Businesses in the city’s West End are beginning to feel the effects of road closures, which are having an impact on trade.
Perth Road has been closed to vehicles in both directions from the junction at Hawkhill and Blackness Avenue down to Roseangle since Monday July 24.
Pub managers, restaurant owners, florists and grocers on the usually busy street said the works – the second heavy set of closures to hit the area in just over 12 months – had the potential to adversely dampen numbers of people visiting the area, with one worried the shopping zone could turn in to a “ghost town”.
Dilly Milne-Van Boeckel, proprietor of The Rosebud florist at the top of the road, said she first heard of the plans in The Courier.
She said: “The resurfacing works have had an affect on trade quite a bit. We can still get our driver out for deliveries, and we are still open, but I have had to alter my opening hours.
“I did get a letter explaining what was going to happen and letting me know how long the works were going to go on for, but I first heard about the plans in the local papers.
“It does need to be done, the roads need to be upgraded and maintained. In the mornings now though, this area of the Perth Road feels like a ghost town.”
Amgad Taha, who owns and runs the Twin Cities Cafe, said the works were impacting his older customers, who usually visited via the bus.
“I’m not sure there is anything we can do about the roadworks over the next four weeks,” he said.
“The council sent plenty of notice, but the roadworks have had an instant impact on the numbers of people coming through the door.
“We have lots of customers who arrive via the local bus, either from the town or travelling on their way to Ninewells.
“We also have a good relationship with other nearby businesses, with customers who visit us usually shopping in other places close to us. So if they are quiet, we are quiet, and vice versa.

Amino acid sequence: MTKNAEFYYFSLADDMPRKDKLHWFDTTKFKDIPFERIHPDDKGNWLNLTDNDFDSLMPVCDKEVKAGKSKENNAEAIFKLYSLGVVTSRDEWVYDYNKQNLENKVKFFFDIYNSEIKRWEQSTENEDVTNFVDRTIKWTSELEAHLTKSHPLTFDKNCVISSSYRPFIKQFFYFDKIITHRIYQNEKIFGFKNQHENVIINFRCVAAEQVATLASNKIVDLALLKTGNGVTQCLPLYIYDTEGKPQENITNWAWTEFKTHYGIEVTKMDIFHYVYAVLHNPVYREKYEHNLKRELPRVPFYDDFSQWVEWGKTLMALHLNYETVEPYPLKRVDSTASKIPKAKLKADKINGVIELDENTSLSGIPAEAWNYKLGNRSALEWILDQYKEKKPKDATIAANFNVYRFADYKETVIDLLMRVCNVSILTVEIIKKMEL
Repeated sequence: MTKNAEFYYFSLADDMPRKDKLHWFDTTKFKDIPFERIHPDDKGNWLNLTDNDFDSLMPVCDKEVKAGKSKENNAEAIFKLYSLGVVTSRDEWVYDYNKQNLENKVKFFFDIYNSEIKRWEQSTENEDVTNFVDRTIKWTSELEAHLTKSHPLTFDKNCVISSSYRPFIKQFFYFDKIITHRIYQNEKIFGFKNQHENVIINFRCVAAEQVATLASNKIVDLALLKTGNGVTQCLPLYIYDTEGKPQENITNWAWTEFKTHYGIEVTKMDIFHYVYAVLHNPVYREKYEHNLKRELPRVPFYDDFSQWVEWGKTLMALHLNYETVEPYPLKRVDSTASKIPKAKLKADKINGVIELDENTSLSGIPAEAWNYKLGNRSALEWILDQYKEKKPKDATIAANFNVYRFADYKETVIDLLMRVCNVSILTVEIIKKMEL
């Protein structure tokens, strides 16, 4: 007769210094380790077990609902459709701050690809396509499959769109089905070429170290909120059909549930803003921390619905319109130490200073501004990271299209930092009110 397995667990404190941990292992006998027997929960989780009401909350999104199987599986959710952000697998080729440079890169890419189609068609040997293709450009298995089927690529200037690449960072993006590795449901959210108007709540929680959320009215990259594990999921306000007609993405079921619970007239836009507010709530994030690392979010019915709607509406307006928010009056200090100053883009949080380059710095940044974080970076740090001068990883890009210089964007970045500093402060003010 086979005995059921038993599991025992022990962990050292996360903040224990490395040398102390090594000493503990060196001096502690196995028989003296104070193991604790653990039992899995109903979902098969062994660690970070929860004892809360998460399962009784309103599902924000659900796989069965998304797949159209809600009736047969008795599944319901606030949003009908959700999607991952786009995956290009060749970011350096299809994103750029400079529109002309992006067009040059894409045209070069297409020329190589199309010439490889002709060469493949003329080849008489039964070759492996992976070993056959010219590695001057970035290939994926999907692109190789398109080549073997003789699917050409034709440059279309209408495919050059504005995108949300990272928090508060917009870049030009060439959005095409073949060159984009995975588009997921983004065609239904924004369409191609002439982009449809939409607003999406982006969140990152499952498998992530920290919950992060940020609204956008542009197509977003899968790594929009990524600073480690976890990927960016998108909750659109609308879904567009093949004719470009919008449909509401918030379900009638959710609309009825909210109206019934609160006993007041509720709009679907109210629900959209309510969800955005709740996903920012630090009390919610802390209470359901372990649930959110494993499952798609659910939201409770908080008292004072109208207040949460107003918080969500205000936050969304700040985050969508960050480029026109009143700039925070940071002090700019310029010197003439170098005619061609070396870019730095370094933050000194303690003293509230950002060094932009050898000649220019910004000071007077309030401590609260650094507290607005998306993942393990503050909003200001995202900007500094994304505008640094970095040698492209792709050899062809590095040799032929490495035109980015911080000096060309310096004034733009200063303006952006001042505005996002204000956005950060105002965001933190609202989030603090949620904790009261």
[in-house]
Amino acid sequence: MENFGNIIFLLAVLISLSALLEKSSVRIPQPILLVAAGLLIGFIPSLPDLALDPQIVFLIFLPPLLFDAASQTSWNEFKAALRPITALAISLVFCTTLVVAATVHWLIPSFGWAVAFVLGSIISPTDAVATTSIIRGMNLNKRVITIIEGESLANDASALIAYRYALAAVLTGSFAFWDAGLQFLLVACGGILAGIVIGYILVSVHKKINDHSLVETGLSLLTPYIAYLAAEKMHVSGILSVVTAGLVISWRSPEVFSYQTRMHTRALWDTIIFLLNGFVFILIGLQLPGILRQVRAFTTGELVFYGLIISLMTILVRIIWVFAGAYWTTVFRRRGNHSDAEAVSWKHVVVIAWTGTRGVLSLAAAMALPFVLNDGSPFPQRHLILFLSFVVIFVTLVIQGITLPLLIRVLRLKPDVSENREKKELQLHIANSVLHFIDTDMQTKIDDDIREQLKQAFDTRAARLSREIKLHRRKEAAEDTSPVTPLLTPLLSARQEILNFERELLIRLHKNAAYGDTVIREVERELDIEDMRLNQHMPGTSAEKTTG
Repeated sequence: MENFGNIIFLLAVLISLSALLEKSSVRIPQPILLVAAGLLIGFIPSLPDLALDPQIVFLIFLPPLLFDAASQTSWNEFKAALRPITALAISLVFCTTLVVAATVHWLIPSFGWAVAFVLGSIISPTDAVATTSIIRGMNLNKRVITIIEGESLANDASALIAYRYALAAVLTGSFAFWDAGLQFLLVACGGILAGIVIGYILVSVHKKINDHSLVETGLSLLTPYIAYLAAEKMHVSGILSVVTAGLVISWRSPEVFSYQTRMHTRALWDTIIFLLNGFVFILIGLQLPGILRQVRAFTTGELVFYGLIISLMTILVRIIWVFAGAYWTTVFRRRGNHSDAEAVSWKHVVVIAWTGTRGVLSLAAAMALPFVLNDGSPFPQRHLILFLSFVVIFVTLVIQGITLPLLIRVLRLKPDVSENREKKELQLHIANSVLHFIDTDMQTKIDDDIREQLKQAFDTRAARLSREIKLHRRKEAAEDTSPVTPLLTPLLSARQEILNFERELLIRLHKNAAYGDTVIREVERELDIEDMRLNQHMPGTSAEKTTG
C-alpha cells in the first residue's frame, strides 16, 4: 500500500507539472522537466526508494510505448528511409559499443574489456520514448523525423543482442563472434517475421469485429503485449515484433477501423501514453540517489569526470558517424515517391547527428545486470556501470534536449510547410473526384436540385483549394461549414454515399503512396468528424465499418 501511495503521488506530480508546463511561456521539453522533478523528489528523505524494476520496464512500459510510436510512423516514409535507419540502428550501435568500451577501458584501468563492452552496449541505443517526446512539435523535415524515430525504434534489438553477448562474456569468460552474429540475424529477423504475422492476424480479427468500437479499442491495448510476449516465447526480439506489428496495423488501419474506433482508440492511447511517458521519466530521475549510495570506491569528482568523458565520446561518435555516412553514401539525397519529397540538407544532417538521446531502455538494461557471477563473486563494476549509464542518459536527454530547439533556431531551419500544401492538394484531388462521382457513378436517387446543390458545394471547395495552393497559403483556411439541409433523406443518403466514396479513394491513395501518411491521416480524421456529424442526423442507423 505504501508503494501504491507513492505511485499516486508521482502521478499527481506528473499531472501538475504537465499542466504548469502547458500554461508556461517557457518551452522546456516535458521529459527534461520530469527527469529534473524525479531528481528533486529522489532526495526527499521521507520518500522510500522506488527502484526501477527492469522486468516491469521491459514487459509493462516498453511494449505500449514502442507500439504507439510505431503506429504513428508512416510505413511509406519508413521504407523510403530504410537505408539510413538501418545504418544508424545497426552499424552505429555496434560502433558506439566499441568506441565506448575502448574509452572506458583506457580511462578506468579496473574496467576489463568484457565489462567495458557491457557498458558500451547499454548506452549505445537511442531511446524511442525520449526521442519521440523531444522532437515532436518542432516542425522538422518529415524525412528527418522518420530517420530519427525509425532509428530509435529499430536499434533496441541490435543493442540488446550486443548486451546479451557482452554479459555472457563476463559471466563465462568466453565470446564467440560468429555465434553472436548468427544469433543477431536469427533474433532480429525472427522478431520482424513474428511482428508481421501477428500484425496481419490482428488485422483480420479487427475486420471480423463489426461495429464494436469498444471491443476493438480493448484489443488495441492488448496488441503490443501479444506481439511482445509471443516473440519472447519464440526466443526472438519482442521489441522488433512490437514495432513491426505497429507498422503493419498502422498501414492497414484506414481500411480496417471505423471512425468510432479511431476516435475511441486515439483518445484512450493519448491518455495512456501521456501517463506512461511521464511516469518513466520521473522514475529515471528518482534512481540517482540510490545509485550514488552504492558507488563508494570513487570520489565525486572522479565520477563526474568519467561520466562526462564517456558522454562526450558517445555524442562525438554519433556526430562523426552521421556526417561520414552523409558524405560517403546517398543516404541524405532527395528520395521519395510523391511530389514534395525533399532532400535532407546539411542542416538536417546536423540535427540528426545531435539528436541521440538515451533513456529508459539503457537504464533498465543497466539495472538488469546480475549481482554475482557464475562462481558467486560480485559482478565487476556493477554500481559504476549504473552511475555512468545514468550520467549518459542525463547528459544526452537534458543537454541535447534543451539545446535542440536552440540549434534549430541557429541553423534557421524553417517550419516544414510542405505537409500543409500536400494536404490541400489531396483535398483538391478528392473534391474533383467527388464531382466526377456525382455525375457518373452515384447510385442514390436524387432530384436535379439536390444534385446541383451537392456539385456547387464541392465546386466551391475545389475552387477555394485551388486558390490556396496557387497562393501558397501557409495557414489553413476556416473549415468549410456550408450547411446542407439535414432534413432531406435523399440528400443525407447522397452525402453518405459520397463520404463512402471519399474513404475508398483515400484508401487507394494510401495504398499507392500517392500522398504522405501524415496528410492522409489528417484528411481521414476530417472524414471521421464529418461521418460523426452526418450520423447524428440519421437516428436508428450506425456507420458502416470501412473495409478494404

“Fingers crossed it doesn’t hurt us too bad, but what really can we do.”
Fraser Reid, who runs Fraser’s grocers, said the Dundee holiday fortnight was usually quite quiet, but he was expecting his afternoon trade to be impacted.
He said: “If the work needs to be done, then it needs to be done.
“Our busiest times with car travelling customers is in the afternoon, with people coming home from work and school, so we will see how the closure impacts this.”
Paul Morgans, who owns Food Anarchy close to Roseangle, said the works had immediately impacted footfall.
He said: “We have been steady since the students left at the end of term, but I have barely had a customer in all day.
“I hope we can stay open, but Tuesday has been the worst day since we opened back in January.
“We knew the roadworks were coming but it was really difficult to preempt just how quiet it was going to be.
“It has been a real eye opener, we will need to see how it is going to go.”
Martin Cleary, who is the manager of The Mayfly bar and restaurant, said: “It could have been organised better I think, but at the same time the resurfacing work really needed to be carried out.”
Michael Henderson, the owner of The Windsor Gallery, said the works were almost a “necessary evil”.
He said: “The road was in a bad way, and resurfacing works did need to be carried out.
“Unfortunately it has affected business, but the shop will remain open for the duration of the road works.”
The resurfacing works, which are being carried out by Tayside Contracts, started on Monday July 24 and are set to finish in four weeks.
Perth Road will be closed to traffic for the duration in both directions, from Hawkhill to Roseangle.